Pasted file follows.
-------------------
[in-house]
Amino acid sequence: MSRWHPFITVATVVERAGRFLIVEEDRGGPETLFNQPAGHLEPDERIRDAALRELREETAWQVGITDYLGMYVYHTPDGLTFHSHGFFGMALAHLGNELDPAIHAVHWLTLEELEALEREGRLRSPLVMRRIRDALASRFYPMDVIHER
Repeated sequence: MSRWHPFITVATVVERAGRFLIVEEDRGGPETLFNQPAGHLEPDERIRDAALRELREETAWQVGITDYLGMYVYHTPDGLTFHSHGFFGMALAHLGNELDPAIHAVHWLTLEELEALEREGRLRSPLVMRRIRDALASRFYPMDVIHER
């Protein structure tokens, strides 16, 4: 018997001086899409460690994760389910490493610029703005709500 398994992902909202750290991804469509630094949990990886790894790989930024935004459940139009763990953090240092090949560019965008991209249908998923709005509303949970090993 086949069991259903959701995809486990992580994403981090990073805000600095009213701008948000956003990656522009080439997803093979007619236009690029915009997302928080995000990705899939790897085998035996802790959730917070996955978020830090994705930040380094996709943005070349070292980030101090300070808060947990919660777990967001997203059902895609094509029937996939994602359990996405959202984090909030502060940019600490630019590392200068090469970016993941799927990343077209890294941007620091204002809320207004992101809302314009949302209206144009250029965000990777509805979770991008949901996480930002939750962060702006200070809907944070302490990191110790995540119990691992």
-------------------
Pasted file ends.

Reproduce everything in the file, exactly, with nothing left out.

[in-house]
Amino acid sequence: MSRWHPFITVATVVERAGRFLIVEEDRGGPETLFNQPAGHLEPDERIRDAALRELREETAWQVGITDYLGMYVYHTPDGLTFHSHGFFGMALAHLGNELDPAIHAVHWLTLEELEALEREGRLRSPLVMRRIRDALASRFYPMDVIHER
Repeated sequence: MSRWHPFITVATVVERAGRFLIVEEDRGGPETLFNQPAGHLEPDERIRDAALRELREETAWQVGITDYLGMYVYHTPDGLTFHSHGFFGMALAHLGNELDPAIHAVHWLTLEELEALEREGRLRSPLVMRRIRDALASRFYPMDVIHER
């Protein structure tokens, strides 16, 4: 018997001086899409460690994760389910490493610029703005709500 398994992902909202750290991804469509630094949990990886790894790989930024935004459940139009763990953090240092090949560019965008991209249908998923709005509303949970090993 086949069991259903959701995809486990992580994403981090990073805000600095009213701008948000956003990656522009080439997803093979007619236009690029915009997302928080995000990705899939790897085998035996802790959730917070996955978020830090994705930040380094996709943005070349070292980030101090300070808060947990919660777990967001997203059902895609094509029937996939994602359990996405959202984090909030502060940019600490630019590392200068090469970016993941799927990343077209890294941007620091204002809320207004992101809302314009949302209206144009250029965000990777509805979770991008949901996480930002939750962060702006200070809907944070302490990191110790995540119990691992």